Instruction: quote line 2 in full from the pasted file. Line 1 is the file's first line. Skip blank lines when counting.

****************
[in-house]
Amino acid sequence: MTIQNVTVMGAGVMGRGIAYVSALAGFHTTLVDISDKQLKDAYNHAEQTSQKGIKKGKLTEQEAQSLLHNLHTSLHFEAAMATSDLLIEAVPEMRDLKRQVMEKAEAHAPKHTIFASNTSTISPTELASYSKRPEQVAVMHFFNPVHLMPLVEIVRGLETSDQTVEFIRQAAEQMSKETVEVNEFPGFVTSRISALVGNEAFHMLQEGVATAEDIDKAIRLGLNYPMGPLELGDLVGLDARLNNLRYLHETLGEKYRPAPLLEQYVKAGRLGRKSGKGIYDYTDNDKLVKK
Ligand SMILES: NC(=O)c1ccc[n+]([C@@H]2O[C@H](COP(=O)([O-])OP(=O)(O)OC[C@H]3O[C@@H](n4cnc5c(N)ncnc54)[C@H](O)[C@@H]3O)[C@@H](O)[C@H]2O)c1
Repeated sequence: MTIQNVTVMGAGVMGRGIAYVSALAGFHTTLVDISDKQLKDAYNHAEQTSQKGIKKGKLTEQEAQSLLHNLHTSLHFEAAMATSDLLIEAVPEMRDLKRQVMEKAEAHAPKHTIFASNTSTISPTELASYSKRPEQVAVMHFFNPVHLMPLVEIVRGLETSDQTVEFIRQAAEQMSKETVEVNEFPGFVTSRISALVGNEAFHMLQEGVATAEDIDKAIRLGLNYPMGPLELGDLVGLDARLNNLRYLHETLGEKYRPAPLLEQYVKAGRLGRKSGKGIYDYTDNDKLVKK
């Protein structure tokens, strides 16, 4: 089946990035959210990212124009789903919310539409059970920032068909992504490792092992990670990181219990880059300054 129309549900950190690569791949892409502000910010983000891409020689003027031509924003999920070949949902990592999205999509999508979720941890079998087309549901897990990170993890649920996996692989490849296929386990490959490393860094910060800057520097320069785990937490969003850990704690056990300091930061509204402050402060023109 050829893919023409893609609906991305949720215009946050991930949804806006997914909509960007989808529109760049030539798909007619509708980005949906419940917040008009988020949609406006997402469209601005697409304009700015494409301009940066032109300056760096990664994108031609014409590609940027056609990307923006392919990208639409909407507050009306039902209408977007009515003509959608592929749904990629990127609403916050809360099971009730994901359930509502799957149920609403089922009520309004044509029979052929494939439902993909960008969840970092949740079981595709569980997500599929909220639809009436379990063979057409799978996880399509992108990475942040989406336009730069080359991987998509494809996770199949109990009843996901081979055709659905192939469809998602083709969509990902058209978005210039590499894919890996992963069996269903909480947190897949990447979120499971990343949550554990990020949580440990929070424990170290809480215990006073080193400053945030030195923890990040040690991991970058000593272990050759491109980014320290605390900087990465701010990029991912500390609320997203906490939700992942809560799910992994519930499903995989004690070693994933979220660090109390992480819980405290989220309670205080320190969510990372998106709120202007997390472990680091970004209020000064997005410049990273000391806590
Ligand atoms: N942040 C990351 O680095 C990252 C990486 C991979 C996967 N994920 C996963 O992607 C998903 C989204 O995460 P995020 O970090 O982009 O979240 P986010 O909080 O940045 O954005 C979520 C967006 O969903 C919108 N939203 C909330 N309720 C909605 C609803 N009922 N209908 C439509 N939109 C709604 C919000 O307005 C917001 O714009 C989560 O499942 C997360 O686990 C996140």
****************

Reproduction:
Amino acid sequence: MTIQNVTVMGAGVMGRGIAYVSALAGFHTTLVDISDKQLKDAYNHAEQTSQKGIKKGKLTEQEAQSLLHNLHTSLHFEAAMATSDLLIEAVPEMRDLKRQVMEKAEAHAPKHTIFASNTSTISPTELASYSKRPEQVAVMHFFNPVHLMPLVEIVRGLETSDQTVEFIRQAAEQMSKETVEVNEFPGFVTSRISALVGNEAFHMLQEGVATAEDIDKAIRLGLNYPMGPLELGDLVGLDARLNNLRYLHETLGEKYRPAPLLEQYVKAGRLGRKSGKGIYDYTDNDKLVKK